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Fracture risk in women with dysglycaemia: assessing effects of baseline and time-varying risk factors
journal contributionposted on 01.03.2019, 00:00 authored by Lelia L F de Abreu, Kara L Holloway-Kew, Mohammadreza MohebbiMohammadreza Mohebbi, Muhammad A Sajjad, Mark KotowiczMark Kotowicz, Julie PascoJulie Pasco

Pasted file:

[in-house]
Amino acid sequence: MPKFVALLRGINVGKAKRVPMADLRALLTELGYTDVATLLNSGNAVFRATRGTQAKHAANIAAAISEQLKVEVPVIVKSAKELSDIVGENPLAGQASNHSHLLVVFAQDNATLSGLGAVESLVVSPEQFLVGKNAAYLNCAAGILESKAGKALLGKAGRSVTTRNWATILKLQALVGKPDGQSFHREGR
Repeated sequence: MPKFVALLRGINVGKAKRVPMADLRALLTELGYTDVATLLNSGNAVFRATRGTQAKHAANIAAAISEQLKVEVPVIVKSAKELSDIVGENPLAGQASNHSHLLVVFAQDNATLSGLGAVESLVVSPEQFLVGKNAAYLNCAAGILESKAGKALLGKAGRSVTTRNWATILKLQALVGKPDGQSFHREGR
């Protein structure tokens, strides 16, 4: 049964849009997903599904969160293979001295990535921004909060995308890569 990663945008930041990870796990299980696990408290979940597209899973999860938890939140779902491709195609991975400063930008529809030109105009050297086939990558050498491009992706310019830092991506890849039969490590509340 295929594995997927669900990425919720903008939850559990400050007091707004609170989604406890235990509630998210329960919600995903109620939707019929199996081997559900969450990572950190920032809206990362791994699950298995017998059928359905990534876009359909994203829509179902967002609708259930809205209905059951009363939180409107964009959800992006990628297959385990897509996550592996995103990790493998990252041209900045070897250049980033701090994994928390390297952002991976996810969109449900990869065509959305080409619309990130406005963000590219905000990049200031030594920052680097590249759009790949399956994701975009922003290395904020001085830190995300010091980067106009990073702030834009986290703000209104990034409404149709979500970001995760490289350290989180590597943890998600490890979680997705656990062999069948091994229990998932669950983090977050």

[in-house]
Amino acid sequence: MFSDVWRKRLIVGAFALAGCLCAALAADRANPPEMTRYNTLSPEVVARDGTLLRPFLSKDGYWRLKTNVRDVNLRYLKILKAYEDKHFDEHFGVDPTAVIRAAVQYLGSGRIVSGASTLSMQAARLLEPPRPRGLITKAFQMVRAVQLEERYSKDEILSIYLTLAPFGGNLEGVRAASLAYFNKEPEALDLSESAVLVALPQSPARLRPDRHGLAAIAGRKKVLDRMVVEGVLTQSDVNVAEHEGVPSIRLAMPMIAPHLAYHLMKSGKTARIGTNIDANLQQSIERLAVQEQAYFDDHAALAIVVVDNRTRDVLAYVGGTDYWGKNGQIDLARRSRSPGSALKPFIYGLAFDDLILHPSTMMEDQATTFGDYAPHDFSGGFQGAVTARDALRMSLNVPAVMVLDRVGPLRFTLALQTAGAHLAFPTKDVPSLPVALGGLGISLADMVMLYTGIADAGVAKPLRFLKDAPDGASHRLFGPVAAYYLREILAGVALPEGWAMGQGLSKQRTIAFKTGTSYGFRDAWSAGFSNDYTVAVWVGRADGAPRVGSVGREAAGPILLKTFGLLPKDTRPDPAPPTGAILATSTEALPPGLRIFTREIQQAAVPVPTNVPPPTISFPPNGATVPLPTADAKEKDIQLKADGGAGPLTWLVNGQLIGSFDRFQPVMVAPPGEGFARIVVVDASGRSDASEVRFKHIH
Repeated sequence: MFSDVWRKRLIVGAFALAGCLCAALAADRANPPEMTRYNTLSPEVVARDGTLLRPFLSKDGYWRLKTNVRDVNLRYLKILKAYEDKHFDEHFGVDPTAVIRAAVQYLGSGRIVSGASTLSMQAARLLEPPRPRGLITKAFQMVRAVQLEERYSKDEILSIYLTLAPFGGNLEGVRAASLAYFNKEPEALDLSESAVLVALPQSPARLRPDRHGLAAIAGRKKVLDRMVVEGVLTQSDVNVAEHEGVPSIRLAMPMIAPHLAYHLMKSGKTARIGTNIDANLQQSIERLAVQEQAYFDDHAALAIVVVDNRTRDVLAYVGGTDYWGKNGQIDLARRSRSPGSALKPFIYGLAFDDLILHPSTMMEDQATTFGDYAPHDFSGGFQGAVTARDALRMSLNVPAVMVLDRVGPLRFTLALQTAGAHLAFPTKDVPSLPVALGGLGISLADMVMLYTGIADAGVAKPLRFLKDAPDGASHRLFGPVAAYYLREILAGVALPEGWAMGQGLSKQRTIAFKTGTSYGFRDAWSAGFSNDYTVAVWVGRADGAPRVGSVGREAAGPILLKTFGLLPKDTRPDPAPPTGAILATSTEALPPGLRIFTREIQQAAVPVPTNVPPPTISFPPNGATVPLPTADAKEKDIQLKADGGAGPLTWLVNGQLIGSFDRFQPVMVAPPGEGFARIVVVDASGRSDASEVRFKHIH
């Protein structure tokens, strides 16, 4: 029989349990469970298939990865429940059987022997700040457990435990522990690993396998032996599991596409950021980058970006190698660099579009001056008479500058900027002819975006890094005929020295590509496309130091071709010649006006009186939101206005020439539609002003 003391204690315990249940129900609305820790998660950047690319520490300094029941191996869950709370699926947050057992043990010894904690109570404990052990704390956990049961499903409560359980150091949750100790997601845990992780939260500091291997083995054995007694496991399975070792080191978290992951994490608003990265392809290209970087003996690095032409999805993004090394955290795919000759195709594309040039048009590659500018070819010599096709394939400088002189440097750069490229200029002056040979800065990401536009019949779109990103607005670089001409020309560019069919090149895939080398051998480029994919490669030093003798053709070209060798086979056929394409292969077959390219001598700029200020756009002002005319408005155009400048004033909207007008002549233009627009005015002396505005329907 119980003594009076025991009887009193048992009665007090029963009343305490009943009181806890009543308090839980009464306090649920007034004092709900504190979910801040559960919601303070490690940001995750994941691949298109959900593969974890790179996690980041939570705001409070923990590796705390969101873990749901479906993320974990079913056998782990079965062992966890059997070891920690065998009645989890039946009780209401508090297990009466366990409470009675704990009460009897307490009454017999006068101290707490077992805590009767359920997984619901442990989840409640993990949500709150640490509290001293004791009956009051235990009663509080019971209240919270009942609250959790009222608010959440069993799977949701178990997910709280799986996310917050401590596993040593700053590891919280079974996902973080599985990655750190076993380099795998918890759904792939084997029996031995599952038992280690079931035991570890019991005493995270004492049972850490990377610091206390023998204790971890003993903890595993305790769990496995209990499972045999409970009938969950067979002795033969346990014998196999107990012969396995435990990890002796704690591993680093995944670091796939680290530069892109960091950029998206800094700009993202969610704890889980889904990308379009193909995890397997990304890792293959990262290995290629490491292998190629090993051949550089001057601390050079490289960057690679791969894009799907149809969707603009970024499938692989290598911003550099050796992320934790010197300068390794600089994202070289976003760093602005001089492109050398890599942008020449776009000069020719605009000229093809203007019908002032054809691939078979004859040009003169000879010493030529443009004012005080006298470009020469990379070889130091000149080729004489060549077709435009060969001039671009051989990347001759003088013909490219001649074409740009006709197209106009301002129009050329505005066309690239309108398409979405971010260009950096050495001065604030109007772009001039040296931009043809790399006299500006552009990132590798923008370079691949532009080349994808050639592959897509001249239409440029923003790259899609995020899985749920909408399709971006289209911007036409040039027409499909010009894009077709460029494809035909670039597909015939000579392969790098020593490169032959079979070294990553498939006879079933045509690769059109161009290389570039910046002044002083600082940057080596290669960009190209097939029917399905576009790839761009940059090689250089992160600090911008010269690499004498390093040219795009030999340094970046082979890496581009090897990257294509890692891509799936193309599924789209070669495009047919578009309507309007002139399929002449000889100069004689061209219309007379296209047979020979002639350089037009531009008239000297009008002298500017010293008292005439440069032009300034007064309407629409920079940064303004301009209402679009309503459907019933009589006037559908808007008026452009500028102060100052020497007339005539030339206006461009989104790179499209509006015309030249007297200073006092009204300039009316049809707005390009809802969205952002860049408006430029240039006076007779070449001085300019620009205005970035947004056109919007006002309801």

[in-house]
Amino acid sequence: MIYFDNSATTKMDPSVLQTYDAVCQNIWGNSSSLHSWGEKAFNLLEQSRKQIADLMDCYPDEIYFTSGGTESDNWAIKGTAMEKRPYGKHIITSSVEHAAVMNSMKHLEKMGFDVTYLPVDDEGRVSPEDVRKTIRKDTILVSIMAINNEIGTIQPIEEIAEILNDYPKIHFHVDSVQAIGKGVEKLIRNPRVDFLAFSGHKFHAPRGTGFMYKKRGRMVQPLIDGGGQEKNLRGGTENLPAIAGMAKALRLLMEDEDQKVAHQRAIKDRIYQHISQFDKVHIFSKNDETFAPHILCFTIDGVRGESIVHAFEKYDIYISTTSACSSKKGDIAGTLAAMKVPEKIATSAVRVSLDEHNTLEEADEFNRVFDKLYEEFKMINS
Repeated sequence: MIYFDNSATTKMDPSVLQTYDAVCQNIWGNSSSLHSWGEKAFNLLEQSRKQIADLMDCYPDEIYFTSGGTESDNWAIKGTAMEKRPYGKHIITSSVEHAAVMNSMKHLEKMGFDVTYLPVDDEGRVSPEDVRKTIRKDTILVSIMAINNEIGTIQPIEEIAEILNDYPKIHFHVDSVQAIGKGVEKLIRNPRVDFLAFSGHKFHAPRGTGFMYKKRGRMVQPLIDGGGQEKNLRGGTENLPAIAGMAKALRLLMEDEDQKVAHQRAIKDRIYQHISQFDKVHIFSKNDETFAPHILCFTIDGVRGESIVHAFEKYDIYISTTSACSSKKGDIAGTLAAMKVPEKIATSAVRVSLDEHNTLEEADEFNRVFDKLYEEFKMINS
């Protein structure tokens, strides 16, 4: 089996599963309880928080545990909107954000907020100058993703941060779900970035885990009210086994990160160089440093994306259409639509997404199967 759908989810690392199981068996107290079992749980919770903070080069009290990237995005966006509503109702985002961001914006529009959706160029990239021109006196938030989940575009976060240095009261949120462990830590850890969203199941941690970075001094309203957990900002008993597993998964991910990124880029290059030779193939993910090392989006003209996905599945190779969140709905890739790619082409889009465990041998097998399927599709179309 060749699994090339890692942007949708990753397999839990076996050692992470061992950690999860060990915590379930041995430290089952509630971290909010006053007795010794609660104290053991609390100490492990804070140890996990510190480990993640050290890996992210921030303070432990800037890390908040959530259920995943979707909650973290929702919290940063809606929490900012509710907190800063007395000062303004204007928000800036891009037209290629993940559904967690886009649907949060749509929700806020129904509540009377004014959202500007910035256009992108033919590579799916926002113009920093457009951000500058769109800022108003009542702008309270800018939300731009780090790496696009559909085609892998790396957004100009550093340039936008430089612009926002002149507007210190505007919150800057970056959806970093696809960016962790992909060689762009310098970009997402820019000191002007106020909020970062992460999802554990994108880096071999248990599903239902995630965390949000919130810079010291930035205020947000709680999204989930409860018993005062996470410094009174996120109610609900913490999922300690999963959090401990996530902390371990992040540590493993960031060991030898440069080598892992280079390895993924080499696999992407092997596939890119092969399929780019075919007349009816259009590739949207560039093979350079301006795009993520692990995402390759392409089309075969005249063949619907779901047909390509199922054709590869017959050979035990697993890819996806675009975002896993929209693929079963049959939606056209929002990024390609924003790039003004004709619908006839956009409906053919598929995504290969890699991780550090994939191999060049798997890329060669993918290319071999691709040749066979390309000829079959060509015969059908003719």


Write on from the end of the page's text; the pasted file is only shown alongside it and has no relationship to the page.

Although individuals with diabetes appear to have a higher fracture risk compared to those without diabetes, fracture risk in impaired fasting glucose (IFG) has not been thoroughly explored. This study determined associations between glycaemia status and fracture risk. Women (n = 575, aged 50 + years) enrolled in the Geelong Osteoporosis Study, were followed from baseline (1993-1997), to date of first fracture, death or December 31, 2010, whichever occurred first (median 13.7 years, IQR 7.4-14.8). Hazard ratios (HRs) for any fracture (excluding fingers, toes, skull/face), as well as major osteoporotic fracture (MOF, clinical spine, hip, proximal humerus, wrist), in diabetes (n = 69), IFG (n = 250) and normoglycaemia (n = 256), were calculated using a Cox proportional hazards model. Normoglycaemia was set as the reference category. A Cox proportional hazards model with time-varying covariates was also used to assess change in baseline risk factors at the 10-year follow-up visit (2004-2008). During follow-up (6433 person-years), 162 women sustained any fracture and 104 had a MOF. Unadjusted fracture risk was higher in diabetes (HR 1.64; 95% CI 1.02-2.63) compared to normoglycaemia, but IFG and normoglycaemia had similar risk (HR 1.06; 95% CI 0.76-1.47). Age- and BMD-adjusted any-fracture risk in diabetes compared to normoglycaemia was greater (HR 1.59; 95% CI 0.98-2.58); IFG was similar to normoglycaemia (HR 1.01; 95% CI 0.72-1.41). For MOF, unadjusted and age- and BMD-adjusted fracture risk in IFG was similar to normoglycaemia HR 1.02; 95% CI 0.74-1.40 and HR 0.95; 95% CI 0.69-1.32, respectively, but diabetes was higher compared to normoglycaemia (unadjusted HR 1.64; 95% CI 1.04-2.60; adjusted HR 1.57; 95% CI 0.98-2.51). In the time-varying model, there was no difference between IFG in either the unadjusted or adjusted models, for both any fracture and MOF (p > 0.05). For diabetes, there was a significant difference between normoglycaemia in the adjusted model for any fracture (p = 0.046), but not for MOF (p = 0.103). An increased risk of fracture for women with diabetes was observed after accounting for time-varying risk factors. There was no difference in fracture risk detected for women with IFG.